SPECpower_ssj2008 is a staple for our server reviews. For a real submission, SPECpower requires a separate controller system that drives the system under test (SUT), and interfaces with an extremely high precision power meter. We instead ran the controller software on the system under test itself which makes little difference in terms of performance, but is nonetheless not valid. Additionally we opted for the eminently affordable Watts Up Pro (which retails for around $100), while qualified meters start at around a thousand dollars. We also omitted any temperature sensors and measurements. Since our power meter is not sufficiently accurate, we also used shorter run times (60 seconds at each performance level, instead of 240 seconds).
SPECpower_ssj2008 measures performance for server side Java, much like SPECjbb2005, but the two workloads are not comparable. The scoring works differently and SPECpower reports power consumption to boot, so it basically obviates our need for SPECjbb2005. The software tuning is much the same as SPECjbb it is a huge knob and heavily dependent on the JVM. In previous reviews, we used the Oracle (nee BEA) JRockit JVM, which is no longer freely available. Consequently, we switched to the Oracle (nee Sun) Hotspot JVM to ensure that our software stack was relatively recent and could take advantage of any new features in Sandy Bridge-EP.
Note that for SPECpower_ssj2008, we had hardware prefetching enabled in the BIOS. This typically causes conflicts with the software prefetching and can reduce performance by around 10-15%. The tuning options were slightly different for Sandy Bridge-EP and Westmere-EP. The former was provided by Intel, while the latter was used in a formal submission from Oracle:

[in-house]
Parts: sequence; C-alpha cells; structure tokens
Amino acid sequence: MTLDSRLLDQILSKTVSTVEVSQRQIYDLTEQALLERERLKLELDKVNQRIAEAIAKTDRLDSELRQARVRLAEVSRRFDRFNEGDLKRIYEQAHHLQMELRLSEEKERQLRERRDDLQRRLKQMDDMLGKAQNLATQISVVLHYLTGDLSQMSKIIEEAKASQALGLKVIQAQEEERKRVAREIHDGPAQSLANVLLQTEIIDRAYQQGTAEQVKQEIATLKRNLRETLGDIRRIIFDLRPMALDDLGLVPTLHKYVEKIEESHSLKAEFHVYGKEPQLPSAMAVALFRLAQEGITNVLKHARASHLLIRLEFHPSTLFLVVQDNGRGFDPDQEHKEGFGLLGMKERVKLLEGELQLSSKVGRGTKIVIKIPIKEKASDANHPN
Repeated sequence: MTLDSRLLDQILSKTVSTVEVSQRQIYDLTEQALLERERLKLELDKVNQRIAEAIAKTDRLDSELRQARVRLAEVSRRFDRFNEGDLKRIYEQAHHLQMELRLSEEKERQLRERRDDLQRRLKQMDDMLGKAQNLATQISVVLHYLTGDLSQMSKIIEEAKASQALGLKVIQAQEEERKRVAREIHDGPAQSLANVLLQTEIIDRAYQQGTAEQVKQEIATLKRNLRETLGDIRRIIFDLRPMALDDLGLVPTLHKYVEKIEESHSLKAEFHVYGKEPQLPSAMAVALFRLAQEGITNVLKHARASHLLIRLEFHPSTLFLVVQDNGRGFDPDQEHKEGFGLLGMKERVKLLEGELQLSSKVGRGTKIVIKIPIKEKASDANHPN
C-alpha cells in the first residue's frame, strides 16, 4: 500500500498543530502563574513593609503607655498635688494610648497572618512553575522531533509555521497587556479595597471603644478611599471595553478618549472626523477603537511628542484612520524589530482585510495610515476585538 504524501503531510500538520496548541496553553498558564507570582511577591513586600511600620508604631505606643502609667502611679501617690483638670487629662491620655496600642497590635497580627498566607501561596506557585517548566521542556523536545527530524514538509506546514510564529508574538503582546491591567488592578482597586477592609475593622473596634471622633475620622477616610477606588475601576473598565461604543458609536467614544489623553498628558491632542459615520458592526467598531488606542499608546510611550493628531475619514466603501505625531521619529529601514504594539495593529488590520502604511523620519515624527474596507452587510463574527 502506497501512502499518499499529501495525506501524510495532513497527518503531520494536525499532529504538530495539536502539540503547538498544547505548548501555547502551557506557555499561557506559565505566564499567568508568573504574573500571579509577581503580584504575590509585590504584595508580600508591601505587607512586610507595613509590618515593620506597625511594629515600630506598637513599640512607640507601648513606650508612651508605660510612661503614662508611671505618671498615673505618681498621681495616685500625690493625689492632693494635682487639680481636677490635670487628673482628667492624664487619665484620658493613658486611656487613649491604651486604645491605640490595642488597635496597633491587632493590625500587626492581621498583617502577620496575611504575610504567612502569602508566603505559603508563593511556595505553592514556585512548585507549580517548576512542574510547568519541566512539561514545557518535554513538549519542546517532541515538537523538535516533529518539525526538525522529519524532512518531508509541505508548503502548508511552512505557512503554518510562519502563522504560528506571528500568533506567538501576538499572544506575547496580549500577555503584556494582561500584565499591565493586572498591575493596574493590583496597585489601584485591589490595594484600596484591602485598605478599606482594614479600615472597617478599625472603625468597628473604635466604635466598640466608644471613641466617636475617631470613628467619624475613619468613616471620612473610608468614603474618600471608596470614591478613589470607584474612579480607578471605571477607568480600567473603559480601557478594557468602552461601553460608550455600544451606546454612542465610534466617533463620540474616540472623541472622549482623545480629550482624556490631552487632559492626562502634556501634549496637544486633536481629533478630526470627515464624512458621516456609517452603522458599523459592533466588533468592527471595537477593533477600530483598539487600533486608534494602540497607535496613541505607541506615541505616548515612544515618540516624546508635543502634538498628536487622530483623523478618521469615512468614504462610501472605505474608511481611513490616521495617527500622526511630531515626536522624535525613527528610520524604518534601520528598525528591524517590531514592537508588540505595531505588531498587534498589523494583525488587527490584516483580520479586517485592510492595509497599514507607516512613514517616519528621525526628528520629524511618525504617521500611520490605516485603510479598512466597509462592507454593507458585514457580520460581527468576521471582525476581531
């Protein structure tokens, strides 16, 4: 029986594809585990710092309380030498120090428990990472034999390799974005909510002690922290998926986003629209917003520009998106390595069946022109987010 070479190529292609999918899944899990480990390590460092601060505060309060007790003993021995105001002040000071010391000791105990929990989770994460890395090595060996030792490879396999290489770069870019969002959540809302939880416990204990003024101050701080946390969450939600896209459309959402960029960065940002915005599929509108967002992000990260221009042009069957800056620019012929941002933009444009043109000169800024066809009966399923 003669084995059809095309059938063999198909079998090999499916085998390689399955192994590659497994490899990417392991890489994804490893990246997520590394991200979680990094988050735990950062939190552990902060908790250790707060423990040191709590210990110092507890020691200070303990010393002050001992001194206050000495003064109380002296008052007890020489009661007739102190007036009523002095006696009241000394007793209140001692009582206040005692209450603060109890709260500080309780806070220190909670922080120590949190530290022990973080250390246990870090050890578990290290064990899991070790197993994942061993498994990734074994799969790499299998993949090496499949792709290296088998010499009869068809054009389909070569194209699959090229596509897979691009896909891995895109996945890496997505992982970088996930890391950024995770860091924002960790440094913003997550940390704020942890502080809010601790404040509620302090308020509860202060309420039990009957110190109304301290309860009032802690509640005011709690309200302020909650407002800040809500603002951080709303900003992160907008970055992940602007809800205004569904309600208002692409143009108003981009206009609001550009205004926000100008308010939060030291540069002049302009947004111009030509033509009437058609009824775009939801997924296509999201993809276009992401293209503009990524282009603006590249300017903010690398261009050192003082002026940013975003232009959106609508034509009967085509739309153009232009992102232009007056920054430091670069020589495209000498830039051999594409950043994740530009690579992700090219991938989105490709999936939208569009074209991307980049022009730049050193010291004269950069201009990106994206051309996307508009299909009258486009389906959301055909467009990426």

Sandy Bridge-EP: start /AFFINITY [0000ffff, ffff0000] java –server -showversion -Xmx18g -Xms18g -Xmn16g -XX:ParallelGCThreads=16 -XX:BiasedLockingStartupDelay=200 -XX:SurvivorRatio=60 -XX:TargetSurvivorRatio=90 -XX:InlineSmallCode=3900 -XX:MaxInlineSize=270 -XX:FreqInlineSize=2500 -XX:AllocatePrefetchDistance=256 -XX:AllocatePrefetchLines=4 -XX:InitialTenuringThreshold=12 -XX:MaxTenuringThreshold=15 -XX:LoopUnrollLimit=45 -XX:+UseCompressedStrings -XX:+AggressiveOpts -XX:+UseLargePages -XX:+UseParallelOldGC -XX:-UseAdaptiveSizePolicy
Westmere-EP: start /AFFINITY [000fff, fff000] java -Xms3700m -Xmx3700m -Xns3100m -XXaggressive -Xlargepages -Xgc:genpar -XXcallprofiling -XXgcthreads=8 -XXtlasize:min=4k,preferred=1024k
Westmere-EP: start /AFFINITY [000fff, fff000] java -server -showversion -Xmx18g -Xms18g -Xmn16g -XX:SurvivorRatio=60 -XX:TargetSurvivorRatio=90 -XX:ParallelGCThreads=12 -XX:AllocatePrefetchDistance=192 -XX:AllocatePrefetchLines=4 -XX:LoopUnrollLimit=45 -XX:InitialTenuringThreshold=12 -XX:MaxTenuringThreshold=15 -XX:InlineSmallCode=5500 -XX:MaxInlineSize=220 -XX:FreqInlineSize=2500 -XX:+UseLargePages -XX:+UseParallelOldGC -XX:+UseCompressedStrings -XX:+AggressiveOpts